photography by PHUONG NGUYEN
Though movies portray a very different story (one that involves waking up with a smoky eye, for instance), so many couples struggle with sharing a bed. In fact, a recent National Sleep Foundation survey found that one in four married couples do not sleep together. Whether your own significant-other sleep struggle involves snoring, temperature wars, or blanket tug-of-war, these tips will make co-sleeping a much more palatable enterprise — California King or not.
Irena and Nik James, married co-founders of Evoté Beauty, decided to let the scientific facts prevail when making decisions regarding their sleep situation. “Nik used to constantly urge me to get more sleep—and he has succeeded in helping me improve my sleep habits, especially by cutting off my (and his) exposure to blue light earlier in the evening,” notes Irena.
Adam Tishman, co-founder of sleep company Helix, says that investing in a new mattress when moving in together is always a good idea, but going with a customized mattress is an even better idea. “That way, your needs and preferences will be acknowledged and accounted for,” he explains. Helix allows the option to personalize each side of your mattress individually and split it right down the middle if your needs and preferences are different. “Your side of the bed can actually be your side of the bed!” he says. You can customize yours using the brand’s sleep quiz.
Respect each other’s space.
Who can forget the iconic “Friends” scene in which Ross describes in Dickensian detail exactly how he tricks Rachel into thinking he’ll cuddle with her all night but in reality is “rolling” her away from him? The hug ‘n roll struggle is real. However, respecting each other’s space doesn’t necessarily mean you can’t cuddle. “This is about understanding each other’s personal spatial needs,” Tishman says. He adds that some couples love to fall asleep spooning, while others are on opposite sides of the bed facing opposite directions. It’s about understanding what your partner wants and needs and respecting that. “It’s also about resisting the urge to starfish over the whole bed,” he says.
Create a “middle-of-the-night” code.
Whether he’s snoring or she’s acting out her dream interpretive dance-style, he’s hogging the covers, or she’s rolling over onto your side—all it takes is a simple code to correct these things. “Deciding that a light tap means ‘roll over onto your side’ or ‘give the covers back’ will work wonders in that middle-of-the-night confusion” Tishman says. “This way, feelings won’t be hurt because you can avoid giving your partner that sharp elbow.
“Literally,” says Kalle Simpson, co-founder of the Night Pillow. Cuddling is also a temperature thing, in addition to a spatial one. She recommends limiting snuggling to the morning or before trying to fall asleep. “Sleeping close to one another keeps both of your body temperatures up, but your body temperature needs to fall in order to successfully drift to sleep and stay asleep,” she explains. “Not allowing it to drop can lead to poor sleep quality.” If you are going to snuggle, then try turning the air down even further than you normally would to offset the body heat. Irena James notes that she sleeps with an extra blanket only on her side of the bed, “while Nik barely covers himself throughout the night.” Find the bedding-weight concept that works for you.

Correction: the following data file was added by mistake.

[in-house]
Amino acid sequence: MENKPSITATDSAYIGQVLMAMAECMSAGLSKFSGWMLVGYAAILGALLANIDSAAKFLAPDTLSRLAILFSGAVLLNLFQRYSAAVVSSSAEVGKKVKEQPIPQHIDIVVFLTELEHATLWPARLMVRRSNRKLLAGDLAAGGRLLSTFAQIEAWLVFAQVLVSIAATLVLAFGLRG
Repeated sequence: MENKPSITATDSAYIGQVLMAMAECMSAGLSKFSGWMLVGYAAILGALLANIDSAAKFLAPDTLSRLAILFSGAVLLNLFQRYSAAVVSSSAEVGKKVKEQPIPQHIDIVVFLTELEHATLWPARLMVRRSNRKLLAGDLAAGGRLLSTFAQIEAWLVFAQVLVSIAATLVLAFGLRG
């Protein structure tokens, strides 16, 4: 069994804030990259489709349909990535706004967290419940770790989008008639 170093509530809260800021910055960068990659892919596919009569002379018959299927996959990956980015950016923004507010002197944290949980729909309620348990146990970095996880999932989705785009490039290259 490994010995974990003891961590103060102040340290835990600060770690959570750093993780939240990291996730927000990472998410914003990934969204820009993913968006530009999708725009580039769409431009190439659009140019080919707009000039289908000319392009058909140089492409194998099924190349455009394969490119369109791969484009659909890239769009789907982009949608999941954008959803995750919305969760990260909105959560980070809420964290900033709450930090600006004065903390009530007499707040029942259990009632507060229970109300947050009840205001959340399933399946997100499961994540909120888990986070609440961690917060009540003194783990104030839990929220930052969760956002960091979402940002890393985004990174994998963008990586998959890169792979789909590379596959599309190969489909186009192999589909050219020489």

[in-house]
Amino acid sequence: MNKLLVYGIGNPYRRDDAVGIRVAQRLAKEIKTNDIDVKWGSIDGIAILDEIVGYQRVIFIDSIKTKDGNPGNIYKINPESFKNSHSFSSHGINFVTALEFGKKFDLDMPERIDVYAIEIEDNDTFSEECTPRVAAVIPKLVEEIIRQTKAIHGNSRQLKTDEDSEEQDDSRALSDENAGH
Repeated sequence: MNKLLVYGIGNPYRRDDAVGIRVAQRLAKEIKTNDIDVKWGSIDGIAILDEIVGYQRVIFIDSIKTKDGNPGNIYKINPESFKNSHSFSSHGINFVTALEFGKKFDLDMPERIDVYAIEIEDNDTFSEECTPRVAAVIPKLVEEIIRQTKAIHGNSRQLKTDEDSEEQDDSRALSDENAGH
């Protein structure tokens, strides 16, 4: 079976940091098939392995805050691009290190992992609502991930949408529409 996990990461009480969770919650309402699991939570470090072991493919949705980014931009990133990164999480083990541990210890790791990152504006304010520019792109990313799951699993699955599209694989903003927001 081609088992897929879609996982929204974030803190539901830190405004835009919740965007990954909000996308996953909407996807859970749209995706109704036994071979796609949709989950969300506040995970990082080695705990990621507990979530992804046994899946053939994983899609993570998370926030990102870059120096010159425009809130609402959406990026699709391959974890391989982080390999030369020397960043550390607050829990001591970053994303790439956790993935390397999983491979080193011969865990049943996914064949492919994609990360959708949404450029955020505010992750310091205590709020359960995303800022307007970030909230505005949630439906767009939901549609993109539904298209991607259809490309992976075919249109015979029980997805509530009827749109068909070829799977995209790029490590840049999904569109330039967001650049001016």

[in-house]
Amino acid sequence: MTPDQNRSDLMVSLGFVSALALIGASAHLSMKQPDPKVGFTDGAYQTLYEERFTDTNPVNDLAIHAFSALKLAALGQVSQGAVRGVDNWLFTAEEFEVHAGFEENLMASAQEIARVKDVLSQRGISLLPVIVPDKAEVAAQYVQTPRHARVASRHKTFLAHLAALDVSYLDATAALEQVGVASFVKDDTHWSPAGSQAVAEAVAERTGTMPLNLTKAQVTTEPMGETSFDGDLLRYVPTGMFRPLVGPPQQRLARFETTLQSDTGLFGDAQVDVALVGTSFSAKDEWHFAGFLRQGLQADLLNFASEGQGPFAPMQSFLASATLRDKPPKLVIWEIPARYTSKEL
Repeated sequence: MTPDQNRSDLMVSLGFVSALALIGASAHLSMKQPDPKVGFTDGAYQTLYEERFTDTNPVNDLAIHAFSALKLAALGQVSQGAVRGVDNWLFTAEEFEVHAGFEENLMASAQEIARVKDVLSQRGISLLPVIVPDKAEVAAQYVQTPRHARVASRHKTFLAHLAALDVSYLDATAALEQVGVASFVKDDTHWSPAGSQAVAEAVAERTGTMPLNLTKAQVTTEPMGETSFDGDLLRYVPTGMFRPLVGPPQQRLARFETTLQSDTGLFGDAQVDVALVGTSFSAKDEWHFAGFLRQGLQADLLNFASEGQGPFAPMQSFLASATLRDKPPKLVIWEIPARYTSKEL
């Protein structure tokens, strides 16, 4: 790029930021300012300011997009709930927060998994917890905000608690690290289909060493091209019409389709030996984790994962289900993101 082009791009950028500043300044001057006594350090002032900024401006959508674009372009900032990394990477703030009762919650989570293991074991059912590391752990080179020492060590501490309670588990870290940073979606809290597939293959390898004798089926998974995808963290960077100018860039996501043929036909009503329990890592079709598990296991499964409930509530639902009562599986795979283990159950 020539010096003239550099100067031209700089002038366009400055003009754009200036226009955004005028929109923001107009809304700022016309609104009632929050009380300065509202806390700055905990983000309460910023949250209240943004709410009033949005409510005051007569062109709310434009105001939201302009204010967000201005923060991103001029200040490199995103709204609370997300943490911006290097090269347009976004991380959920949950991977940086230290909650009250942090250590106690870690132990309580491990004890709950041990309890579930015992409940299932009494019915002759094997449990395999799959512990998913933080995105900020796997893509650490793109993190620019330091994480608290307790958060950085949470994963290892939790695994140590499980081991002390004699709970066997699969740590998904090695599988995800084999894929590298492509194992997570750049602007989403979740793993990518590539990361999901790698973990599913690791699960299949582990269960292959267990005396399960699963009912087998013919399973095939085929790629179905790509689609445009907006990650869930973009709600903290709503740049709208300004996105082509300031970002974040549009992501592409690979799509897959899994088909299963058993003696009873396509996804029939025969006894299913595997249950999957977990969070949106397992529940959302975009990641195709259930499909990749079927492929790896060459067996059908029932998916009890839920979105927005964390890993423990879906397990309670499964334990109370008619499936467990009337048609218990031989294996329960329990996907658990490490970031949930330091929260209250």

Get on the same schedule.
Simpson says that it’s always best if you can be on the same schedule so you are not disrupting the other person by climbing in and out of bed at irregular times or snoring while they are trying to doze off. “If you can’t be on the same schedule both morning and night, at least try to get on the same schedule for bedtime, since falling asleep is often the most challenging part of the sleep cycle,” she advises. Tishman notes that everyone has a different internal clock, which determines their ideal bedtime and their ideal wakeup time. “That programming is something that you really can’t change, though many have tried,” he says. “If you and your partner live on different schedules, set boundaries around when the bedroom is for sleep only.”
Block out light and sound.
If you can’t get on the same sleep schedule, then address disruption issues by using tools to block out light and sound. “Eye masks are great to block light, and sound machines or earplugs can help negate sounds, ranging from your significant other’s snoring to their early morning texts,” Simpson says.
Simpson notes that many bed-sharing troubles can be alleviated by investing in a bigger bed. “Space allows us to keep cool and remain comfortable throughout the night,” she explains.
Have more sex.
Research shows that getting busy before bed can greatly improve sleep quality. “Also, oxytocin, a chemical that is released during sex, promotes feelings of closeness to your partner, which could make it easier to forgive them for stealing the covers,” quips Simpson.